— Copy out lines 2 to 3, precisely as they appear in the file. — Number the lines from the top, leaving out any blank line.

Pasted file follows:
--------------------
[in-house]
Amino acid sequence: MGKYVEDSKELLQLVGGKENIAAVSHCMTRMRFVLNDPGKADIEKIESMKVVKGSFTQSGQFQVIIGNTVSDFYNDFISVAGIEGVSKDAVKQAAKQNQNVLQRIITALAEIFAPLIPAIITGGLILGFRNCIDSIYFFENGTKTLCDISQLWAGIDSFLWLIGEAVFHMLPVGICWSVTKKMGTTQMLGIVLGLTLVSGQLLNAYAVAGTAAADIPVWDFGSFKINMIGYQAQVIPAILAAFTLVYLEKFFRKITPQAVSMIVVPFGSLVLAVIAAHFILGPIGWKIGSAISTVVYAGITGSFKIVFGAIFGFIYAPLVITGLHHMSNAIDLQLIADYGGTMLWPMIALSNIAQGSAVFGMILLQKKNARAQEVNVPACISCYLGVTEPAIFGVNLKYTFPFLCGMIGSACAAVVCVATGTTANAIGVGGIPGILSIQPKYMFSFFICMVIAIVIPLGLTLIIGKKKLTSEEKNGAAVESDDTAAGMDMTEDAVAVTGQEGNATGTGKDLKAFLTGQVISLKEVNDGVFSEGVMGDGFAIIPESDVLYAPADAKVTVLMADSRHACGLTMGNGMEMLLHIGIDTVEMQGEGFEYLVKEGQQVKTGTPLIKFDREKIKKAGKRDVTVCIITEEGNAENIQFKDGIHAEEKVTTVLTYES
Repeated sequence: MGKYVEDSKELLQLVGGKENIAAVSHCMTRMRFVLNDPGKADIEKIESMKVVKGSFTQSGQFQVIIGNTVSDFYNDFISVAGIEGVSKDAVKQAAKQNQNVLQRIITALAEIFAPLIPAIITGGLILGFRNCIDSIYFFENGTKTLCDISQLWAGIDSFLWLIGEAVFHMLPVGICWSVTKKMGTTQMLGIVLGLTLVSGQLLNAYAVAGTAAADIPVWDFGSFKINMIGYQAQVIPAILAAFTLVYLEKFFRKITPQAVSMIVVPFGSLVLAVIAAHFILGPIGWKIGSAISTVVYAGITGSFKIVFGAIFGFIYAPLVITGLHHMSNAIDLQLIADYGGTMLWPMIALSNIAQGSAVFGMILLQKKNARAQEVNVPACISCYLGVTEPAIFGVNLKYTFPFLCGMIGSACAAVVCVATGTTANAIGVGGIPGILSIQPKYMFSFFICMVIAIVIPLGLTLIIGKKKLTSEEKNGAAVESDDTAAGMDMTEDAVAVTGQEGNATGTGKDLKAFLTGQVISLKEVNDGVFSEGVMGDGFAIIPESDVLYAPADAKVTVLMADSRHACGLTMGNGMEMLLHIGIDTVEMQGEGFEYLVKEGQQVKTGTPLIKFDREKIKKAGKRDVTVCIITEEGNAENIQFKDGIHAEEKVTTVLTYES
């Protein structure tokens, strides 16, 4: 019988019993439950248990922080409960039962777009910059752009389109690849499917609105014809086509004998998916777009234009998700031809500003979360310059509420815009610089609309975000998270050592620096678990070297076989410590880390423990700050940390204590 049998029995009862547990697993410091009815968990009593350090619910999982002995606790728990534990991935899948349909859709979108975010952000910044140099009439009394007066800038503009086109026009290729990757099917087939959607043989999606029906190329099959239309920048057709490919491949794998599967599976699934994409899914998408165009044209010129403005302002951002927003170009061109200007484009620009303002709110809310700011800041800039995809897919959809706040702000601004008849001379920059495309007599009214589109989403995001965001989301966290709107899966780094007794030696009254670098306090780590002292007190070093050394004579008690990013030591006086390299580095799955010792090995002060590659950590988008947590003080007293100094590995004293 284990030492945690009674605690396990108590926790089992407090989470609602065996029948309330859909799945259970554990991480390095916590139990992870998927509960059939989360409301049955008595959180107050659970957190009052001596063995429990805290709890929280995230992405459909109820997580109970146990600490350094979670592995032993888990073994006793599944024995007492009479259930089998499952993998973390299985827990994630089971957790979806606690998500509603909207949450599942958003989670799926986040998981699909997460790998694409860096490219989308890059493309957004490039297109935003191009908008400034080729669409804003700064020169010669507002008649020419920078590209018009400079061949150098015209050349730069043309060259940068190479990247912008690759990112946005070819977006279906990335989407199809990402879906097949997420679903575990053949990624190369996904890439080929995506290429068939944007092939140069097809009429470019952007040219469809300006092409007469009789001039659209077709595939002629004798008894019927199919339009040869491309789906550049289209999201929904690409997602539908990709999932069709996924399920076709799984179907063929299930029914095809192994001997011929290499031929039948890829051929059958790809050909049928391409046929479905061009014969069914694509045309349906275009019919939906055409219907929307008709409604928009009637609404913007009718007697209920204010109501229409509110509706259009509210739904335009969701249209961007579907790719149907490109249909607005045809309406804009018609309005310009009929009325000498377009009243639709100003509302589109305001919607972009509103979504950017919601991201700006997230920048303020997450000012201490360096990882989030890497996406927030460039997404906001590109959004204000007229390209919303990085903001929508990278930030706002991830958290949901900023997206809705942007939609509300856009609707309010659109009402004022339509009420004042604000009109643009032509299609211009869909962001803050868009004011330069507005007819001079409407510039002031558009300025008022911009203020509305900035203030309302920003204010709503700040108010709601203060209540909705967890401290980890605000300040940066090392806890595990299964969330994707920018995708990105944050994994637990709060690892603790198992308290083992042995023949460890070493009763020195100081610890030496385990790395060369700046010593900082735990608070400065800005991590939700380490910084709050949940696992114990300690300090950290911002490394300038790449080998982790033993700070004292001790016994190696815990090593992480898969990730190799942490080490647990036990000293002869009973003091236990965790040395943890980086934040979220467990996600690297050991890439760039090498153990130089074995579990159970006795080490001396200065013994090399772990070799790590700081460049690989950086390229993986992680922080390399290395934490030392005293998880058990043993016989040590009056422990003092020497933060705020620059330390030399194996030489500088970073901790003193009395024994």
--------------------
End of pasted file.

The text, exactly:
Amino acid sequence: MGKYVEDSKELLQLVGGKENIAAVSHCMTRMRFVLNDPGKADIEKIESMKVVKGSFTQSGQFQVIIGNTVSDFYNDFISVAGIEGVSKDAVKQAAKQNQNVLQRIITALAEIFAPLIPAIITGGLILGFRNCIDSIYFFENGTKTLCDISQLWAGIDSFLWLIGEAVFHMLPVGICWSVTKKMGTTQMLGIVLGLTLVSGQLLNAYAVAGTAAADIPVWDFGSFKINMIGYQAQVIPAILAAFTLVYLEKFFRKITPQAVSMIVVPFGSLVLAVIAAHFILGPIGWKIGSAISTVVYAGITGSFKIVFGAIFGFIYAPLVITGLHHMSNAIDLQLIADYGGTMLWPMIALSNIAQGSAVFGMILLQKKNARAQEVNVPACISCYLGVTEPAIFGVNLKYTFPFLCGMIGSACAAVVCVATGTTANAIGVGGIPGILSIQPKYMFSFFICMVIAIVIPLGLTLIIGKKKLTSEEKNGAAVESDDTAAGMDMTEDAVAVTGQEGNATGTGKDLKAFLTGQVISLKEVNDGVFSEGVMGDGFAIIPESDVLYAPADAKVTVLMADSRHACGLTMGNGMEMLLHIGIDTVEMQGEGFEYLVKEGQQVKTGTPLIKFDREKIKKAGKRDVTVCIITEEGNAENIQFKDGIHAEEKVTTVLTYES
Repeated sequence: MGKYVEDSKELLQLVGGKENIAAVSHCMTRMRFVLNDPGKADIEKIESMKVVKGSFTQSGQFQVIIGNTVSDFYNDFISVAGIEGVSKDAVKQAAKQNQNVLQRIITALAEIFAPLIPAIITGGLILGFRNCIDSIYFFENGTKTLCDISQLWAGIDSFLWLIGEAVFHMLPVGICWSVTKKMGTTQMLGIVLGLTLVSGQLLNAYAVAGTAAADIPVWDFGSFKINMIGYQAQVIPAILAAFTLVYLEKFFRKITPQAVSMIVVPFGSLVLAVIAAHFILGPIGWKIGSAISTVVYAGITGSFKIVFGAIFGFIYAPLVITGLHHMSNAIDLQLIADYGGTMLWPMIALSNIAQGSAVFGMILLQKKNARAQEVNVPACISCYLGVTEPAIFGVNLKYTFPFLCGMIGSACAAVVCVATGTTANAIGVGGIPGILSIQPKYMFSFFICMVIAIVIPLGLTLIIGKKKLTSEEKNGAAVESDDTAAGMDMTEDAVAVTGQEGNATGTGKDLKAFLTGQVISLKEVNDGVFSEGVMGDGFAIIPESDVLYAPADAKVTVLMADSRHACGLTMGNGMEMLLHIGIDTVEMQGEGFEYLVKEGQQVKTGTPLIKFDREKIKKAGKRDVTVCIITEEGNAENIQFKDGIHAEEKVTTVLTYES